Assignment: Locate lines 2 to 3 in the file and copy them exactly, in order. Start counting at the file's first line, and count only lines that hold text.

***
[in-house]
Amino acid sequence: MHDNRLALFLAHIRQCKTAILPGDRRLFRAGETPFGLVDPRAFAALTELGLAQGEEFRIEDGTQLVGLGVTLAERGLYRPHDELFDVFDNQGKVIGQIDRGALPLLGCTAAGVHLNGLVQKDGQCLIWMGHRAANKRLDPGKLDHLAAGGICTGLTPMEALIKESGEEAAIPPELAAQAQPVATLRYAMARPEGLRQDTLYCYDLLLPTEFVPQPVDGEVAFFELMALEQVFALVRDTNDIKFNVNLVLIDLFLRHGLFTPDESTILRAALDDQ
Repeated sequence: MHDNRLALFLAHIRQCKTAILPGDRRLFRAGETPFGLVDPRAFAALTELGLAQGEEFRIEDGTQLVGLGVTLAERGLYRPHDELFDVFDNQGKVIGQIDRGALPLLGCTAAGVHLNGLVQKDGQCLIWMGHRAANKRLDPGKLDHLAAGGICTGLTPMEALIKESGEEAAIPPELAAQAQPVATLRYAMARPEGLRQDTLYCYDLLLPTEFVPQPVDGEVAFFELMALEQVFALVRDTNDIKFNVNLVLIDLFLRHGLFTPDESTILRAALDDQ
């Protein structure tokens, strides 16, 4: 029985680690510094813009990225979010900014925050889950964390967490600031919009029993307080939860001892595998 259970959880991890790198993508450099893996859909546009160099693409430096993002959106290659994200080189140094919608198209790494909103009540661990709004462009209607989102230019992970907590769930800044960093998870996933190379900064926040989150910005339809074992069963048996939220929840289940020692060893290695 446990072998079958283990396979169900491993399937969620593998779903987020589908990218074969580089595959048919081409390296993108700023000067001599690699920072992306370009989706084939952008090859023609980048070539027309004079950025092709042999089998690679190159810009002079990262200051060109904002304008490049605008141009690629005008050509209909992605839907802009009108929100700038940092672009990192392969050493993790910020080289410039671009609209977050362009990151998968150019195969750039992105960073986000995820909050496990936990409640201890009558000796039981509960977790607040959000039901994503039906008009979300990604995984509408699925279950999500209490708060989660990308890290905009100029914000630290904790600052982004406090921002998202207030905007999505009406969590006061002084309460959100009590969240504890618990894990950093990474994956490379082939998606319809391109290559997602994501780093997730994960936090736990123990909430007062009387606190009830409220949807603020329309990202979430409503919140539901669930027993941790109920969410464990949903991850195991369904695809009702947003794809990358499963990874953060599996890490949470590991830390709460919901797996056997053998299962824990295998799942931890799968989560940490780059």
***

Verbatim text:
Amino acid sequence: MHDNRLALFLAHIRQCKTAILPGDRRLFRAGETPFGLVDPRAFAALTELGLAQGEEFRIEDGTQLVGLGVTLAERGLYRPHDELFDVFDNQGKVIGQIDRGALPLLGCTAAGVHLNGLVQKDGQCLIWMGHRAANKRLDPGKLDHLAAGGICTGLTPMEALIKESGEEAAIPPELAAQAQPVATLRYAMARPEGLRQDTLYCYDLLLPTEFVPQPVDGEVAFFELMALEQVFALVRDTNDIKFNVNLVLIDLFLRHGLFTPDESTILRAALDDQ
Repeated sequence: MHDNRLALFLAHIRQCKTAILPGDRRLFRAGETPFGLVDPRAFAALTELGLAQGEEFRIEDGTQLVGLGVTLAERGLYRPHDELFDVFDNQGKVIGQIDRGALPLLGCTAAGVHLNGLVQKDGQCLIWMGHRAANKRLDPGKLDHLAAGGICTGLTPMEALIKESGEEAAIPPELAAQAQPVATLRYAMARPEGLRQDTLYCYDLLLPTEFVPQPVDGEVAFFELMALEQVFALVRDTNDIKFNVNLVLIDLFLRHGLFTPDESTILRAALDDQ